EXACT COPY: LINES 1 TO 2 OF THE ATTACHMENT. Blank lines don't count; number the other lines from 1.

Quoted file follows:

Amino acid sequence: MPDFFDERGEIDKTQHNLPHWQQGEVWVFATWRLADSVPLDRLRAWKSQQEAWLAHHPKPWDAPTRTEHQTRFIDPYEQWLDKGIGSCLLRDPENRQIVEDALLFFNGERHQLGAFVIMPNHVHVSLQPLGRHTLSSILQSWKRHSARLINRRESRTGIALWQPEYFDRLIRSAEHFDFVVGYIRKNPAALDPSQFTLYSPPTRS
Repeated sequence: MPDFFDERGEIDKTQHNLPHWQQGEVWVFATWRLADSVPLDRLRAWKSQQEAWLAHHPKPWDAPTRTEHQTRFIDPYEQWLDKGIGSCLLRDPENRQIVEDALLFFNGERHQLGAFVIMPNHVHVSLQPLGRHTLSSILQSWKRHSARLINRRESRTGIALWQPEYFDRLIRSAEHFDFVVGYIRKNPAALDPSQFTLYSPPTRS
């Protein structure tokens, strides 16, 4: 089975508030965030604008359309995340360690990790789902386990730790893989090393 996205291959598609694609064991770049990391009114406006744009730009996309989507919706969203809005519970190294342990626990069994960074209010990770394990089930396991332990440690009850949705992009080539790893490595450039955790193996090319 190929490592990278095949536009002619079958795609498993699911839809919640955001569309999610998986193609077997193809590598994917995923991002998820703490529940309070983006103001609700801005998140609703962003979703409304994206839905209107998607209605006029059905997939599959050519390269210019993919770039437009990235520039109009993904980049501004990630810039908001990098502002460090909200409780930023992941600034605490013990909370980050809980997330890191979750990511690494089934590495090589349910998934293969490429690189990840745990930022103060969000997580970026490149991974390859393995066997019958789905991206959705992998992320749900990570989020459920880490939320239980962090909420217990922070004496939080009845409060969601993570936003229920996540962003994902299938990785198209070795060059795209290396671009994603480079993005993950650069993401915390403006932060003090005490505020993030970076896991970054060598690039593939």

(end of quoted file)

Amino acid sequence: MPDFFDERGEIDKTQHNLPHWQQGEVWVFATWRLADSVPLDRLRAWKSQQEAWLAHHPKPWDAPTRTEHQTRFIDPYEQWLDKGIGSCLLRDPENRQIVEDALLFFNGERHQLGAFVIMPNHVHVSLQPLGRHTLSSILQSWKRHSARLINRRESRTGIALWQPEYFDRLIRSAEHFDFVVGYIRKNPAALDPSQFTLYSPPTRS
Repeated sequence: MPDFFDERGEIDKTQHNLPHWQQGEVWVFATWRLADSVPLDRLRAWKSQQEAWLAHHPKPWDAPTRTEHQTRFIDPYEQWLDKGIGSCLLRDPENRQIVEDALLFFNGERHQLGAFVIMPNHVHVSLQPLGRHTLSSILQSWKRHSARLINRRESRTGIALWQPEYFDRLIRSAEHFDFVVGYIRKNPAALDPSQFTLYSPPTRS